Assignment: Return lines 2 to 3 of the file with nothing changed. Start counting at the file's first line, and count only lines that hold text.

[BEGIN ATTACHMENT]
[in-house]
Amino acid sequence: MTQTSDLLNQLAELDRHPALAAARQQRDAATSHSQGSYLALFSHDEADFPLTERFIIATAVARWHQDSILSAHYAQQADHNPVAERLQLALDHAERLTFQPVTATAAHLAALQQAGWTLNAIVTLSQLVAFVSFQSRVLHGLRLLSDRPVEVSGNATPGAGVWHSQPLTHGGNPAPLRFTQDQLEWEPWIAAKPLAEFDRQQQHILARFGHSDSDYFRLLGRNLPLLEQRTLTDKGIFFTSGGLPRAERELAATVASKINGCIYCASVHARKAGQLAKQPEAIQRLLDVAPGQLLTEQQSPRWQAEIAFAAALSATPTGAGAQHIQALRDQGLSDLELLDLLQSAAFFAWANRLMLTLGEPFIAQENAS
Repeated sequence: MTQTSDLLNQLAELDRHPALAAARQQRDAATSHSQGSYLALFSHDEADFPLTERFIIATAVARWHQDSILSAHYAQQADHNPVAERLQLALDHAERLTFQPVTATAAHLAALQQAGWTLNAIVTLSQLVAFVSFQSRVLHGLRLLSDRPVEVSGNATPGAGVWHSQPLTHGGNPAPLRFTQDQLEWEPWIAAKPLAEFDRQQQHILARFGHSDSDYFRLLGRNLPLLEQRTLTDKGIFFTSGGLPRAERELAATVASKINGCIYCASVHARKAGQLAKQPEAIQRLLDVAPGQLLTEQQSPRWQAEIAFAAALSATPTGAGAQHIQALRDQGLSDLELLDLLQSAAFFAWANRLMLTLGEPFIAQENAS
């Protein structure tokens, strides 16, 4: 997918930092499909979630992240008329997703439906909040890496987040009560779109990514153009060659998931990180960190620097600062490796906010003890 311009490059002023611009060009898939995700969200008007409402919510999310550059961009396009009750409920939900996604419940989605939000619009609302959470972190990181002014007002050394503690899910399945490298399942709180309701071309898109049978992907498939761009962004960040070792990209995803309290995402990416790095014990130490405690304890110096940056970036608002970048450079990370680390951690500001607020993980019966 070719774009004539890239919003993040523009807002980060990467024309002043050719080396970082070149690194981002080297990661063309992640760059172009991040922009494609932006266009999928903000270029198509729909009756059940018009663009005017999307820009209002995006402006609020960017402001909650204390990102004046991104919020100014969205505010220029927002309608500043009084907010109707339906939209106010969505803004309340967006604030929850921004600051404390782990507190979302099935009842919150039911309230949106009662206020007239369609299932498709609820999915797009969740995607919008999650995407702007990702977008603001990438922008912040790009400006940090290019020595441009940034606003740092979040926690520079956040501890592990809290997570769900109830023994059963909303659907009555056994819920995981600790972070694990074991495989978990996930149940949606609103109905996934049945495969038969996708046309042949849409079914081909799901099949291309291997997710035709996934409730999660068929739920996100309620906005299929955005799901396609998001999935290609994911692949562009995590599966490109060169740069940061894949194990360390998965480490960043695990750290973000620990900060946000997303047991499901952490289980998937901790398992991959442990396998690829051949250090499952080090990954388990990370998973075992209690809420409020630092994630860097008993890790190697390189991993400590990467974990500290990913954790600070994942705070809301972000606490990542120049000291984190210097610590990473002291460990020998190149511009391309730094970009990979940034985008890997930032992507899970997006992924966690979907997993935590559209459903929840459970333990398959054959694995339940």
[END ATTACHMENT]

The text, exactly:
Amino acid sequence: MTQTSDLLNQLAELDRHPALAAARQQRDAATSHSQGSYLALFSHDEADFPLTERFIIATAVARWHQDSILSAHYAQQADHNPVAERLQLALDHAERLTFQPVTATAAHLAALQQAGWTLNAIVTLSQLVAFVSFQSRVLHGLRLLSDRPVEVSGNATPGAGVWHSQPLTHGGNPAPLRFTQDQLEWEPWIAAKPLAEFDRQQQHILARFGHSDSDYFRLLGRNLPLLEQRTLTDKGIFFTSGGLPRAERELAATVASKINGCIYCASVHARKAGQLAKQPEAIQRLLDVAPGQLLTEQQSPRWQAEIAFAAALSATPTGAGAQHIQALRDQGLSDLELLDLLQSAAFFAWANRLMLTLGEPFIAQENAS
Repeated sequence: MTQTSDLLNQLAELDRHPALAAARQQRDAATSHSQGSYLALFSHDEADFPLTERFIIATAVARWHQDSILSAHYAQQADHNPVAERLQLALDHAERLTFQPVTATAAHLAALQQAGWTLNAIVTLSQLVAFVSFQSRVLHGLRLLSDRPVEVSGNATPGAGVWHSQPLTHGGNPAPLRFTQDQLEWEPWIAAKPLAEFDRQQQHILARFGHSDSDYFRLLGRNLPLLEQRTLTDKGIFFTSGGLPRAERELAATVASKINGCIYCASVHARKAGQLAKQPEAIQRLLDVAPGQLLTEQQSPRWQAEIAFAAALSATPTGAGAQHIQALRDQGLSDLELLDLLQSAAFFAWANRLMLTLGEPFIAQENAS